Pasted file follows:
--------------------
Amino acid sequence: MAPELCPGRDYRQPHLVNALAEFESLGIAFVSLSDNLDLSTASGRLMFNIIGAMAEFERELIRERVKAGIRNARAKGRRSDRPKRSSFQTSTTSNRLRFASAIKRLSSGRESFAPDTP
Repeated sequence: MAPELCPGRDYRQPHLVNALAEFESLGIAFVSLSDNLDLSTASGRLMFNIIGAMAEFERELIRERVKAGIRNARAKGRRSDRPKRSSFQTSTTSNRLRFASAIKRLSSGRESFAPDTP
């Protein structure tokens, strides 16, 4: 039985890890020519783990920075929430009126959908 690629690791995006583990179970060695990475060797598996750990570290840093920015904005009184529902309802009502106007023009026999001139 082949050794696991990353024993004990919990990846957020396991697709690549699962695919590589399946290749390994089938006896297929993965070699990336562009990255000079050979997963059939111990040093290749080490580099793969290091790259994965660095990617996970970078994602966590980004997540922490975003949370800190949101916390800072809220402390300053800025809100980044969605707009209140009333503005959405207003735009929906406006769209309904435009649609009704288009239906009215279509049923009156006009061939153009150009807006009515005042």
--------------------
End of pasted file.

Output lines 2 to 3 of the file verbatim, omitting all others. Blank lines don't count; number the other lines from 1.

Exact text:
Repeated sequence: MAPELCPGRDYRQPHLVNALAEFESLGIAFVSLSDNLDLSTASGRLMFNIIGAMAEFERELIRERVKAGIRNARAKGRRSDRPKRSSFQTSTTSNRLRFASAIKRLSSGRESFAPDTP
């Protein structure tokens, strides 16, 4: 039985890890020519783990920075929430009126959908 690629690791995006583990179970060695990475060797598996750990570290840093920015904005009184529902309802009502106007023009026999001139 082949050794696991990353024993004990919990990846957020396991697709690549699962695919590589399946290749390994089938006896297929993965070699990336562009990255000079050979997963059939111990040093290749080490580099793969290091790259994965660095990617996970970078994602966590980004997540922490975003949370800190949101916390800072809220402390300053800025809100980044969605707009209140009333503005959405207003735009929906406006769209309904435009649609009704288009239906009215279509049923009156006009061939153009150009807006009515005042």